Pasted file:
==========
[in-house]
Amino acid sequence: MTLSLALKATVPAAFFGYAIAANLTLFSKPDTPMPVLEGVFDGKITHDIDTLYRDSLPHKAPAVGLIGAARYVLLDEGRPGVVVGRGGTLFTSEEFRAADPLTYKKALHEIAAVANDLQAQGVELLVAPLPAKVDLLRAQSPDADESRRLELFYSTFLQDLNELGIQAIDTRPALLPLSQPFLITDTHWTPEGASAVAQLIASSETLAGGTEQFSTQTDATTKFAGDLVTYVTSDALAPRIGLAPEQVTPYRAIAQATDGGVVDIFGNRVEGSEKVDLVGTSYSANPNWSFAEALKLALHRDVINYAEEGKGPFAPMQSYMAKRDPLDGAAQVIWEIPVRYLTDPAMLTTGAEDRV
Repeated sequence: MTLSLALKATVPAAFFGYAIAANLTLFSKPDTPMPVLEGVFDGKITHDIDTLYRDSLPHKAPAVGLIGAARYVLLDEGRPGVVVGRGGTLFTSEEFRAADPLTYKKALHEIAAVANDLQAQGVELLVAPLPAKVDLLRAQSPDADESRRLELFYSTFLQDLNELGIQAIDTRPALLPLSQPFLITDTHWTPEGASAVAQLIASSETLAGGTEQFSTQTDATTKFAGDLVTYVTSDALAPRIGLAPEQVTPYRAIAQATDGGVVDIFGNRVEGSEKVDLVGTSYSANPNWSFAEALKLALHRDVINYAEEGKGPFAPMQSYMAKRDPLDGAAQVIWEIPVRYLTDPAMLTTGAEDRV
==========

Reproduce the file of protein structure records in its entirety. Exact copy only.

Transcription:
[in-house]
Amino acid sequence: MTLSLALKATVPAAFFGYAIAANLTLFSKPDTPMPVLEGVFDGKITHDIDTLYRDSLPHKAPAVGLIGAARYVLLDEGRPGVVVGRGGTLFTSEEFRAADPLTYKKALHEIAAVANDLQAQGVELLVAPLPAKVDLLRAQSPDADESRRLELFYSTFLQDLNELGIQAIDTRPALLPLSQPFLITDTHWTPEGASAVAQLIASSETLAGGTEQFSTQTDATTKFAGDLVTYVTSDALAPRIGLAPEQVTPYRAIAQATDGGVVDIFGNRVEGSEKVDLVGTSYSANPNWSFAEALKLALHRDVINYAEEGKGPFAPMQSYMAKRDPLDGAAQVIWEIPVRYLTDPAMLTTGAEDRV
Repeated sequence: MTLSLALKATVPAAFFGYAIAANLTLFSKPDTPMPVLEGVFDGKITHDIDTLYRDSLPHKAPAVGLIGAARYVLLDEGRPGVVVGRGGTLFTSEEFRAADPLTYKKALHEIAAVANDLQAQGVELLVAPLPAKVDLLRAQSPDADESRRLELFYSTFLQDLNELGIQAIDTRPALLPLSQPFLITDTHWTPEGASAVAQLIASSETLAGGTEQFSTQTDATTKFAGDLVTYVTSDALAPRIGLAPEQVTPYRAIAQATDGGVVDIFGNRVEGSEKVDLVGTSYSANPNWSFAEALKLALHRDVINYAEEGKGPFAPMQSYMAKRDPLDGAAQVIWEIPVRYLTDPAMLTTGAEDRV